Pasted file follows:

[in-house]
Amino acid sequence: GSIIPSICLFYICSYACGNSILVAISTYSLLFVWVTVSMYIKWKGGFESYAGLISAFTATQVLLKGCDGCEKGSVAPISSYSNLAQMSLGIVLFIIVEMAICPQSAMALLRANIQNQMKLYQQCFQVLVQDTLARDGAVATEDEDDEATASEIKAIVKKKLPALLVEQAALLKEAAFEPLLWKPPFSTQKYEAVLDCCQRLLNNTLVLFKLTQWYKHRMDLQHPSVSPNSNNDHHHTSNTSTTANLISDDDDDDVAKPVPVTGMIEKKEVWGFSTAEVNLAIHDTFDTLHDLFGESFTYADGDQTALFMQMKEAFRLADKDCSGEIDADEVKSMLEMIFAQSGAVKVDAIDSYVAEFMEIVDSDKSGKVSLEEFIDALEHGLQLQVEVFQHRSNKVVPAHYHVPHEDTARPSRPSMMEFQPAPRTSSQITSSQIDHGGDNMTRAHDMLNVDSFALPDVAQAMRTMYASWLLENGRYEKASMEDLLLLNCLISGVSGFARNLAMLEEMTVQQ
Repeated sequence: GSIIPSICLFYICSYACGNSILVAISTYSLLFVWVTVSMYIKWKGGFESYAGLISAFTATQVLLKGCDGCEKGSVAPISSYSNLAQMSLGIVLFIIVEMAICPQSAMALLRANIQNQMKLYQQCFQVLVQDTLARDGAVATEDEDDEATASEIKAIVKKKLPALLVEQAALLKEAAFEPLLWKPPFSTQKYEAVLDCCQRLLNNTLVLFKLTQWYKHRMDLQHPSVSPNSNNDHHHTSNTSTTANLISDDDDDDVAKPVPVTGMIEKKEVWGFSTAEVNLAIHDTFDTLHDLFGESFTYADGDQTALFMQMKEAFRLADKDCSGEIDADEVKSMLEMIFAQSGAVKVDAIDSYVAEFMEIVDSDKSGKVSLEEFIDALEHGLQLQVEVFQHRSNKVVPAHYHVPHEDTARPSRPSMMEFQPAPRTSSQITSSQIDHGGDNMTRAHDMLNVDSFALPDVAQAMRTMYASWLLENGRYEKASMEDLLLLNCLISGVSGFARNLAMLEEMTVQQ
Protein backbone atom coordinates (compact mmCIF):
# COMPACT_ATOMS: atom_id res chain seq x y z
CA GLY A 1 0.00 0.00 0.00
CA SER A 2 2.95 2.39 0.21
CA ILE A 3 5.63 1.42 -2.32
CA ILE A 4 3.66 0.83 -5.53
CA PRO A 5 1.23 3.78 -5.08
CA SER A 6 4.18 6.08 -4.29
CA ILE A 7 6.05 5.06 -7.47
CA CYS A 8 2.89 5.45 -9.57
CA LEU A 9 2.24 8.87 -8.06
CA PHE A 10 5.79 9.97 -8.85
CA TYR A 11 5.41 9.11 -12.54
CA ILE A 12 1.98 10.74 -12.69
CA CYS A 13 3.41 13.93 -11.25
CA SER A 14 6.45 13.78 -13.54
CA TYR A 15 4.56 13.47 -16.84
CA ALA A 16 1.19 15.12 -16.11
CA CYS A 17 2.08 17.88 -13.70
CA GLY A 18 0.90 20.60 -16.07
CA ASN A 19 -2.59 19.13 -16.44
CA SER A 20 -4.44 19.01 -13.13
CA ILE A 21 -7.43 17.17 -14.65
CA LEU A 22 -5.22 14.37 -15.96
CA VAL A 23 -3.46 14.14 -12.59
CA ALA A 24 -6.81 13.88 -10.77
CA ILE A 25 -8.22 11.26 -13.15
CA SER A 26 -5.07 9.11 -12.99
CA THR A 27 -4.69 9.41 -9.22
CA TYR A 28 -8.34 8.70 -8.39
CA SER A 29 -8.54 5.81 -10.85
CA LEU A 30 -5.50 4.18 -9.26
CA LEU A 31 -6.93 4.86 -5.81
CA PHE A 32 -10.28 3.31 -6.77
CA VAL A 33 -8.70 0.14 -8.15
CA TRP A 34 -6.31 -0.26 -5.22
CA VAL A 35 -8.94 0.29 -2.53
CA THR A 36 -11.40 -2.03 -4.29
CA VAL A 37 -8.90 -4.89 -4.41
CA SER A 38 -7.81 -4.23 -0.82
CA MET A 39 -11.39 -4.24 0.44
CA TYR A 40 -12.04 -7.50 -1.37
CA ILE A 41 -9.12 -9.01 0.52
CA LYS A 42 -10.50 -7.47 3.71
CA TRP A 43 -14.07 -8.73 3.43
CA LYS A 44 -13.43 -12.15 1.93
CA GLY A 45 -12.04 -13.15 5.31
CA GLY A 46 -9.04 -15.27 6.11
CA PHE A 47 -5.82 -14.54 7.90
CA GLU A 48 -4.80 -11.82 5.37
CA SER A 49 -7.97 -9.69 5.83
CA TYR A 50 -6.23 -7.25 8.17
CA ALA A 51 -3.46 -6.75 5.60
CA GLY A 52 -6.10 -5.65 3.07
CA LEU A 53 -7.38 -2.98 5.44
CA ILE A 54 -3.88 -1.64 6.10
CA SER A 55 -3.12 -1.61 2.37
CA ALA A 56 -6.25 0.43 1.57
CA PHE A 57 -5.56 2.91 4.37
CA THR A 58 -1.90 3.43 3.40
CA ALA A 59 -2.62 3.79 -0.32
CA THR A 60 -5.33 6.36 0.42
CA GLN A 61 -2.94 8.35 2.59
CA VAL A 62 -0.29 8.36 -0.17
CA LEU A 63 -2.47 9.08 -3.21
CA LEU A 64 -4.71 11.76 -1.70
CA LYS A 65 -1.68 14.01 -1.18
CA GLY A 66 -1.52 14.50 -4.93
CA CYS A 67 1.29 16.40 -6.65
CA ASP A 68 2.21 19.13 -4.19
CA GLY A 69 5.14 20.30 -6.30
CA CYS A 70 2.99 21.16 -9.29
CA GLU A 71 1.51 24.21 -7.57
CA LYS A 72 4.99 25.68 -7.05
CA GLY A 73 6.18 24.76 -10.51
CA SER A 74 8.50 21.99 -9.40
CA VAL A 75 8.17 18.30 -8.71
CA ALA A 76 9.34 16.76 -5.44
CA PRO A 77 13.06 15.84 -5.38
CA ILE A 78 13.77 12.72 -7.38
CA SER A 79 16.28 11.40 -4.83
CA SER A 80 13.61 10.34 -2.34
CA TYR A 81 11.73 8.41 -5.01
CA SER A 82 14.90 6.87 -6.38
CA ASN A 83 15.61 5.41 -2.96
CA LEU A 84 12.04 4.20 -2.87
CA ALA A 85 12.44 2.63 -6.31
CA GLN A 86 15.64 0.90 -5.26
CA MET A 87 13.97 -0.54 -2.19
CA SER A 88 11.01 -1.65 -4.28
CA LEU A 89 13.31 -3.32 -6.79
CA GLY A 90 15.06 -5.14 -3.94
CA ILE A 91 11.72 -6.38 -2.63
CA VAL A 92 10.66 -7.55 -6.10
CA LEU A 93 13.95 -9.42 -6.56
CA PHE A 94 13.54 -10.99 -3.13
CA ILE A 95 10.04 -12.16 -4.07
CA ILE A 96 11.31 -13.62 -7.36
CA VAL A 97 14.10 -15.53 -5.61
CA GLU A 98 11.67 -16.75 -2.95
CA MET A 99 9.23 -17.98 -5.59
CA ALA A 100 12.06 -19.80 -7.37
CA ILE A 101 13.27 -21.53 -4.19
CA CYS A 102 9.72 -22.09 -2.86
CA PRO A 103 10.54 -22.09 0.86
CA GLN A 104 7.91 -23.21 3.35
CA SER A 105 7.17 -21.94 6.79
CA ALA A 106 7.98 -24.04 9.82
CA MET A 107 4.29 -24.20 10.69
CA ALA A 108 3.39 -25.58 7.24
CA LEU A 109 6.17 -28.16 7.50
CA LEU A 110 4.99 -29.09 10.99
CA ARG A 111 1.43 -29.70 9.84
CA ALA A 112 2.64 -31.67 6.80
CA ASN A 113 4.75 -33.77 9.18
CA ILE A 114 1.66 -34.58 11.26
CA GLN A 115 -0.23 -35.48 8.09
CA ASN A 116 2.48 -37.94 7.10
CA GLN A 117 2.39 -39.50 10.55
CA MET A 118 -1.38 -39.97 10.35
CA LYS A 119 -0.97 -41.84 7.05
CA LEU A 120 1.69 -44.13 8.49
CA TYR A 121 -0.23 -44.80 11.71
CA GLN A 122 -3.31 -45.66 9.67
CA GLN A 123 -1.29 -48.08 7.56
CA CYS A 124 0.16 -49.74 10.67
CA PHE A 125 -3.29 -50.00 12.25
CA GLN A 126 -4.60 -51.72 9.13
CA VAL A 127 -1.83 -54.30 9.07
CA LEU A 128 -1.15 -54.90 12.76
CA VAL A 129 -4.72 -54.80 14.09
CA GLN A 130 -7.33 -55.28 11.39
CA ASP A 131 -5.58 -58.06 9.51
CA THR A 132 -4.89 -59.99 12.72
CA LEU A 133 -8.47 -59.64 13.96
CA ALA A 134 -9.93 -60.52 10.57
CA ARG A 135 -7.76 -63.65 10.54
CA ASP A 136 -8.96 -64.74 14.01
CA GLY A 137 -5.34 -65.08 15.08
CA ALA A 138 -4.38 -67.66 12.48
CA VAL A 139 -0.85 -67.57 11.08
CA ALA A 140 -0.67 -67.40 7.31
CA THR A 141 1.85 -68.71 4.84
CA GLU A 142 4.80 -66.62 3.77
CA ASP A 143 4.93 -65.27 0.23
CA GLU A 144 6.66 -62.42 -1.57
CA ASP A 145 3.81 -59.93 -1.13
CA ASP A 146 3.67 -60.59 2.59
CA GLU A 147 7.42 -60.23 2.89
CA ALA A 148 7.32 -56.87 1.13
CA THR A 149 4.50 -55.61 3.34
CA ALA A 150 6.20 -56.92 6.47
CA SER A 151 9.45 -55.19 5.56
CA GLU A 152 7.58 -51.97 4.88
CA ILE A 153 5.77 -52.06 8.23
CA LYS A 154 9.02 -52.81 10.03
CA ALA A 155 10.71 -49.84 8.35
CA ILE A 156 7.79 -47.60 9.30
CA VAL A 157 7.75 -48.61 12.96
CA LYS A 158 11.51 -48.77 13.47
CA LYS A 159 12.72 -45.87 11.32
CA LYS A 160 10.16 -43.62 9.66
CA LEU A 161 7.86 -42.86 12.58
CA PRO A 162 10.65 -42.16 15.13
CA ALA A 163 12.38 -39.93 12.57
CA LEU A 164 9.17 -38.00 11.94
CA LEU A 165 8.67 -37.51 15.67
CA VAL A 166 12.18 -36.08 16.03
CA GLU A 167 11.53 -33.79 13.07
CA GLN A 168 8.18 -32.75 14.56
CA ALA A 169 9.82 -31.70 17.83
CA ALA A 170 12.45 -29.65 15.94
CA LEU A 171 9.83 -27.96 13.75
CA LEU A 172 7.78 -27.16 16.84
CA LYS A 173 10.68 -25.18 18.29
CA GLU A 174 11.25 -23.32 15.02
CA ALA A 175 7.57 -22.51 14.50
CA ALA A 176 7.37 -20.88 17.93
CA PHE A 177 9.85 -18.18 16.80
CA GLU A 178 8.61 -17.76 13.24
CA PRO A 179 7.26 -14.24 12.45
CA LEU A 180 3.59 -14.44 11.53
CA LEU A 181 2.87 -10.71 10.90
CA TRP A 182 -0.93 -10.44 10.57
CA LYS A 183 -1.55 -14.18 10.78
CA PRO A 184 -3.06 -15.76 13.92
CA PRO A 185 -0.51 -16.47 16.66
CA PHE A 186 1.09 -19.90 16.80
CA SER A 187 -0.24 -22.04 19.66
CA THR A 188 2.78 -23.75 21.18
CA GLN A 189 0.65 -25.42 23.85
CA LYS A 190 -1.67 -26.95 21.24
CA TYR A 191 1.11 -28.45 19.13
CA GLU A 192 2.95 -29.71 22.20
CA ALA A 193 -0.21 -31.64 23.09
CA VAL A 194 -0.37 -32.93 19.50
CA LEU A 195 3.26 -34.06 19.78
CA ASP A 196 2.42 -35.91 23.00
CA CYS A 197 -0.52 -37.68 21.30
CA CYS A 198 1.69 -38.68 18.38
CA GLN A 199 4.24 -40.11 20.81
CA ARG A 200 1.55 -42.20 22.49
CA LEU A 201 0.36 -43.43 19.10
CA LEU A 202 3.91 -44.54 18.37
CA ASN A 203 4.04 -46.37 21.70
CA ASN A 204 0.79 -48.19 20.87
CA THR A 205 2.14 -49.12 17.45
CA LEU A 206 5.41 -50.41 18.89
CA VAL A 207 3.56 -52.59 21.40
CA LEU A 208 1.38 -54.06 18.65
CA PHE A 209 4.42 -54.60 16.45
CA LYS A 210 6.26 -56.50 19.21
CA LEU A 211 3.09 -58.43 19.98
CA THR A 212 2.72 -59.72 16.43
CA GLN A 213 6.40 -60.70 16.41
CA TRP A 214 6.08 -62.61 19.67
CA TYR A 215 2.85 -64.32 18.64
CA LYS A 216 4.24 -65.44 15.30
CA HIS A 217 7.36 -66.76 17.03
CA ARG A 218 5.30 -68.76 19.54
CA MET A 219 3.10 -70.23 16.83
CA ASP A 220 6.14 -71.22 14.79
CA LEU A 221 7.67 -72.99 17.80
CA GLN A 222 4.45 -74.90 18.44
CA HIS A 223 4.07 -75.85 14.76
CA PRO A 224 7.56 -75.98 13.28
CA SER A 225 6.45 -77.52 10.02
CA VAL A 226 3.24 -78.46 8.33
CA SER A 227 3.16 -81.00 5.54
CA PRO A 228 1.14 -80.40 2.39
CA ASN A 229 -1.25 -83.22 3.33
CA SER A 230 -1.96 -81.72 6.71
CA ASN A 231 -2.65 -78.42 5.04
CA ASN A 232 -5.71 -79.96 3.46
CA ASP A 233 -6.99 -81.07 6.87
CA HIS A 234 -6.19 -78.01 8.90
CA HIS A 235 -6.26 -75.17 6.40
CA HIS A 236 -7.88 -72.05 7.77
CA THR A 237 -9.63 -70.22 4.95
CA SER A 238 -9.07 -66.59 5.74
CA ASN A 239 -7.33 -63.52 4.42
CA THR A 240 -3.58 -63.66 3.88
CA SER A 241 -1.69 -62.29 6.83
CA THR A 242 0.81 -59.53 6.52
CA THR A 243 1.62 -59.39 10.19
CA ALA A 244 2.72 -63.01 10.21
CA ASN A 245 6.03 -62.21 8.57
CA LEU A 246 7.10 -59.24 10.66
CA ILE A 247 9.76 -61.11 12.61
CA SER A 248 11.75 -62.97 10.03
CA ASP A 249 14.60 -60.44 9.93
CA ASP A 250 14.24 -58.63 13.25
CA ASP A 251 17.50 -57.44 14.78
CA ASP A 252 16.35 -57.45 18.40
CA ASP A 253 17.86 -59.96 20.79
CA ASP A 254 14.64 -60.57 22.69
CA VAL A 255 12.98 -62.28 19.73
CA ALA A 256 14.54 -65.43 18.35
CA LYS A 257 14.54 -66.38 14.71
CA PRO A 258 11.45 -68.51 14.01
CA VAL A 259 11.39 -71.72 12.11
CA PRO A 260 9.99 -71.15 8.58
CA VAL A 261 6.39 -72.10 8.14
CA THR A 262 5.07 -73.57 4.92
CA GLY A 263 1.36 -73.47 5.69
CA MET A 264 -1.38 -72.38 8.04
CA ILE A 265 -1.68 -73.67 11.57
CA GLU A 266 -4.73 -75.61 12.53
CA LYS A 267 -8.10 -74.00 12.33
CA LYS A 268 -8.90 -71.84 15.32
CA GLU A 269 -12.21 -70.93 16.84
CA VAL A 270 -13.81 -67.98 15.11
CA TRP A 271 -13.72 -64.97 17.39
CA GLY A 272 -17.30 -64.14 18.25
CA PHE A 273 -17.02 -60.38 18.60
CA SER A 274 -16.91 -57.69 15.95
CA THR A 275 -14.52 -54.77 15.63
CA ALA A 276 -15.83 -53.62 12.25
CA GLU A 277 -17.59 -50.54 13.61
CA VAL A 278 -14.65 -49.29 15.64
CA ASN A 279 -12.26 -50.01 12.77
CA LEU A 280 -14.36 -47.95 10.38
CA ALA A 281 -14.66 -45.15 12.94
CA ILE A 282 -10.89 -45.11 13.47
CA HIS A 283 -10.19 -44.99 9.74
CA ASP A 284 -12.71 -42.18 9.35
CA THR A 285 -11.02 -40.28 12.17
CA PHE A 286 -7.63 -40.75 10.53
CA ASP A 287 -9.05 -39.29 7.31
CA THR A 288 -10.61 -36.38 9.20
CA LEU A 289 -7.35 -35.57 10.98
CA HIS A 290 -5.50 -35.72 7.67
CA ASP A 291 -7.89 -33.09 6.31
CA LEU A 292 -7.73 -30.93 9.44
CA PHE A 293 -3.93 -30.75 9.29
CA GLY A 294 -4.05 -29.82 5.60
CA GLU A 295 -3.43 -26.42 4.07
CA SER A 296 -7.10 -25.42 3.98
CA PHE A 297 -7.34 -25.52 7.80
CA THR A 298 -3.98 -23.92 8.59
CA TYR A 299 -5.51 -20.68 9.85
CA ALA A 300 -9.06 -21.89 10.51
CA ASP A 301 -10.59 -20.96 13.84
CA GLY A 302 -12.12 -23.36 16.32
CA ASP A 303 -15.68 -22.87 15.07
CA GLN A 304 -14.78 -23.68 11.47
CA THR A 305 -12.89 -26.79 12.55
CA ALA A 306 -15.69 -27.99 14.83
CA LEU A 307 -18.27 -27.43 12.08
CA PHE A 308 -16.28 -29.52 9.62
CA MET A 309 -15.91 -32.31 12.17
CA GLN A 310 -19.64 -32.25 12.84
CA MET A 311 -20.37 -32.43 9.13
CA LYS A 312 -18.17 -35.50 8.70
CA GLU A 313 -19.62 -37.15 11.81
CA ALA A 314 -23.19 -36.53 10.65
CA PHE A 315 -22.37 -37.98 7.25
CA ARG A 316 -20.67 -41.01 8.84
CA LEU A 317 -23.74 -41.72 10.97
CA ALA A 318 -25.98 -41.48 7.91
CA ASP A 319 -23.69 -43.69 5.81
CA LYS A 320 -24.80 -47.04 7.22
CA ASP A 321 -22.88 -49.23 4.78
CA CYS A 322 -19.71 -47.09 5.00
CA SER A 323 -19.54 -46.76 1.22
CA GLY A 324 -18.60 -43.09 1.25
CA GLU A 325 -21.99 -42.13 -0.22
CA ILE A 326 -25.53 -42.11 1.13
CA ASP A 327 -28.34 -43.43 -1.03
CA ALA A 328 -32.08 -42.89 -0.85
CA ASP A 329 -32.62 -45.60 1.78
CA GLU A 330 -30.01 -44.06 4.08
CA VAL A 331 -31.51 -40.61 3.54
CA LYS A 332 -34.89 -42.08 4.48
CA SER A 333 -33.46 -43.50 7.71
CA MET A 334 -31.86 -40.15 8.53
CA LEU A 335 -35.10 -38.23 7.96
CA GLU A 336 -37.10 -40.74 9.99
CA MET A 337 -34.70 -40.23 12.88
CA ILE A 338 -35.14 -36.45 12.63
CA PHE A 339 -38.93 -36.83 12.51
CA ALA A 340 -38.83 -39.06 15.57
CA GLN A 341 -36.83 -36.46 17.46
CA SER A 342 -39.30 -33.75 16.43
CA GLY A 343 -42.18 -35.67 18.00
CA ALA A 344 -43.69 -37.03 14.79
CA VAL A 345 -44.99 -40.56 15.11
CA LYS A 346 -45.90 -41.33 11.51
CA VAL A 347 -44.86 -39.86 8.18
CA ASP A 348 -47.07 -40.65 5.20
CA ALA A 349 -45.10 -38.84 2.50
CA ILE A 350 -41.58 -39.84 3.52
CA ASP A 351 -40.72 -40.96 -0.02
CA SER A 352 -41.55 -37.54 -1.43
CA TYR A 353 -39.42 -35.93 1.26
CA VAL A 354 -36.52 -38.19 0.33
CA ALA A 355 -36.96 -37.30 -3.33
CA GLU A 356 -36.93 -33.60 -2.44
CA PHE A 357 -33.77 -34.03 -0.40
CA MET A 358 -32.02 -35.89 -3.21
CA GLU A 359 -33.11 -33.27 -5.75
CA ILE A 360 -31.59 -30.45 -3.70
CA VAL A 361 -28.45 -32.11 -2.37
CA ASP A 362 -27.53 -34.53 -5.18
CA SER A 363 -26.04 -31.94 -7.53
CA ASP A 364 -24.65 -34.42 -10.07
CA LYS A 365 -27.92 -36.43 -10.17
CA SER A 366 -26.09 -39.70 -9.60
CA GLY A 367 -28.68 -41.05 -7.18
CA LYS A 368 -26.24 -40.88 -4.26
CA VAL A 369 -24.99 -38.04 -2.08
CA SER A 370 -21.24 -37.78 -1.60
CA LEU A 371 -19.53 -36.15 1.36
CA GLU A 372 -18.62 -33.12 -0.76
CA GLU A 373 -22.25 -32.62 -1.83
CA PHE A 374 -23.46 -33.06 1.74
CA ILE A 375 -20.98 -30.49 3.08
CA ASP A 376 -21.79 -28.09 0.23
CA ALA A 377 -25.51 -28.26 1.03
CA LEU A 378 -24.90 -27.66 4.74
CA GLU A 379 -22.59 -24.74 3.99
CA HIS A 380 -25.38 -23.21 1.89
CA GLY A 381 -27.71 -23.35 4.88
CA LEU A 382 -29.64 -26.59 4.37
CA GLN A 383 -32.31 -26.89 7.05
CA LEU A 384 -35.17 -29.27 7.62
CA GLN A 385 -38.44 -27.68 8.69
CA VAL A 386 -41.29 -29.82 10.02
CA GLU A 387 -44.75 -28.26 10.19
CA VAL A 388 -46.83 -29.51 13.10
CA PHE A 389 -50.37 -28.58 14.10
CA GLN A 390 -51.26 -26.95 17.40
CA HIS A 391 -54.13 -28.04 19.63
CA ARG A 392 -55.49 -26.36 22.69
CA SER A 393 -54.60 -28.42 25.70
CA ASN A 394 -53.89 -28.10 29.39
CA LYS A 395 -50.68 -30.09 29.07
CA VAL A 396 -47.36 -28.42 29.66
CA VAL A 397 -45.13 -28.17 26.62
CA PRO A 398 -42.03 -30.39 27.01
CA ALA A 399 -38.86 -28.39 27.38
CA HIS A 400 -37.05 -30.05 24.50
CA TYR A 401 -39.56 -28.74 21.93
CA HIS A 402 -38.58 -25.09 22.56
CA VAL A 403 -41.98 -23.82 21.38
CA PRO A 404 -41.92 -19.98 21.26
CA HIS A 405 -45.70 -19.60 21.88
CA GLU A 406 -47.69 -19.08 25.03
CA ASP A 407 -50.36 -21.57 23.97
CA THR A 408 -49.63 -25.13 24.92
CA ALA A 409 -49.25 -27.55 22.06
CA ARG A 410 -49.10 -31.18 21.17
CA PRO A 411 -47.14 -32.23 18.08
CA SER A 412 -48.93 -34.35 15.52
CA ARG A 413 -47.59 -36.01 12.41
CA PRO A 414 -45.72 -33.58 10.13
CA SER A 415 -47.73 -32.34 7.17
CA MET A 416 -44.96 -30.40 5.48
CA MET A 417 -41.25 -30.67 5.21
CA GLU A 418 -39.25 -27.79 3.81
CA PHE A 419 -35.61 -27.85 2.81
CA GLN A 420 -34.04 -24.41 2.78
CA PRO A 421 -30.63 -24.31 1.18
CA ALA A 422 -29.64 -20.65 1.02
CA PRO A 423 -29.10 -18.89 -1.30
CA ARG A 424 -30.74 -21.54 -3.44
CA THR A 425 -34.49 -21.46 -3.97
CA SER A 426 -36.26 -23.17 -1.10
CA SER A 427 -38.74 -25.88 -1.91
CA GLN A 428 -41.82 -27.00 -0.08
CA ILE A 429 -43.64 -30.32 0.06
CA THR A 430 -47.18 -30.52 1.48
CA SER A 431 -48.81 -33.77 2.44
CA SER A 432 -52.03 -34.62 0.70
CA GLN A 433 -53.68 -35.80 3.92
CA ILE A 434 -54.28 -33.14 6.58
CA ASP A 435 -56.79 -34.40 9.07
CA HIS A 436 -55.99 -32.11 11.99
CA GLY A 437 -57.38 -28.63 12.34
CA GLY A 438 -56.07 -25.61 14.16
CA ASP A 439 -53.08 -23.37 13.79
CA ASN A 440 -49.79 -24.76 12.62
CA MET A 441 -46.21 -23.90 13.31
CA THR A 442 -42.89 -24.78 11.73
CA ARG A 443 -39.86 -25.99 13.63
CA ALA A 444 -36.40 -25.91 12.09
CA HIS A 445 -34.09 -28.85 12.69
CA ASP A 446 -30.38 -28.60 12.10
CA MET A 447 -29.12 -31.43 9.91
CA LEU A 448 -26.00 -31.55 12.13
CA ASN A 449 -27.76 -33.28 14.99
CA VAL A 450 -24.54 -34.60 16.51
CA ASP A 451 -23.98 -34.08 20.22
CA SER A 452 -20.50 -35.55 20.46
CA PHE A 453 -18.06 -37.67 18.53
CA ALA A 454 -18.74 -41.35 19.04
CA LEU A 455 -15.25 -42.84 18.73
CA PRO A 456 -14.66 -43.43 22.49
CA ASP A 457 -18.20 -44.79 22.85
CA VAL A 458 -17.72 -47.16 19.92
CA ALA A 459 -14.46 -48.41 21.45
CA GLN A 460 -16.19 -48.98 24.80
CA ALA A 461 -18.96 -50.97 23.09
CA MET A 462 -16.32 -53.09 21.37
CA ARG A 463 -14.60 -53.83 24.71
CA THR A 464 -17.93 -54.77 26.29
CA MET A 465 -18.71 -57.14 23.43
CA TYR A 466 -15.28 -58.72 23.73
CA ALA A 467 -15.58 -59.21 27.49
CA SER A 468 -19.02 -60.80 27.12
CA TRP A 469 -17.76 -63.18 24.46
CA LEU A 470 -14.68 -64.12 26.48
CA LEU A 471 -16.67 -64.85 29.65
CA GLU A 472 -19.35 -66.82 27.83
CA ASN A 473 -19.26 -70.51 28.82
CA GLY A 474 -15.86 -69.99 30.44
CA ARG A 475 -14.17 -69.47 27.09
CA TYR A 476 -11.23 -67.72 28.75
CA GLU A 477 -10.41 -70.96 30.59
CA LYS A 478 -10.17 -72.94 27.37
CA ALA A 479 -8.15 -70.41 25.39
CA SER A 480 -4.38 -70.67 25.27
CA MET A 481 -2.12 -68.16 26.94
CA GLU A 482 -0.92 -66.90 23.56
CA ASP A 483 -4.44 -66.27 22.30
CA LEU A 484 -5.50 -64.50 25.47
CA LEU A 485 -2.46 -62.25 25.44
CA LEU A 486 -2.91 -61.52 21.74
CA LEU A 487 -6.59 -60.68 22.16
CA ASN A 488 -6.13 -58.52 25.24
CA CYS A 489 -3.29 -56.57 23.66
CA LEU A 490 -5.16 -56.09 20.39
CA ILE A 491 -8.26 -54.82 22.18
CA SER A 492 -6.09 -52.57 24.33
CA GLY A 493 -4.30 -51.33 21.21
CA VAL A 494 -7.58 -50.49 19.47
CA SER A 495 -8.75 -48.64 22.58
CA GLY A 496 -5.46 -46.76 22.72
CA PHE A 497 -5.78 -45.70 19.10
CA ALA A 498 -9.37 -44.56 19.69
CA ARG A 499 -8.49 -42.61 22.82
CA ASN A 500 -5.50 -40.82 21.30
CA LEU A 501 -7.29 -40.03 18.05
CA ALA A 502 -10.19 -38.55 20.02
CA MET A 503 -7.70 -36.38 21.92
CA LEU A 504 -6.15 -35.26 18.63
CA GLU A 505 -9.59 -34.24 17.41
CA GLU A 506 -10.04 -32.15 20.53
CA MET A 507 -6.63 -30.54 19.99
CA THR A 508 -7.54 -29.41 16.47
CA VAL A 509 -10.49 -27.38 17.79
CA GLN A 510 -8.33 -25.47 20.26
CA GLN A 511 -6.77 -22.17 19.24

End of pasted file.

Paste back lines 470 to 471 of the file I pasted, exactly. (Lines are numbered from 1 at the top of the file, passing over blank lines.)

CA MET A 465 -18.71 -57.14 23.43
CA TYR A 466 -15.28 -58.72 23.73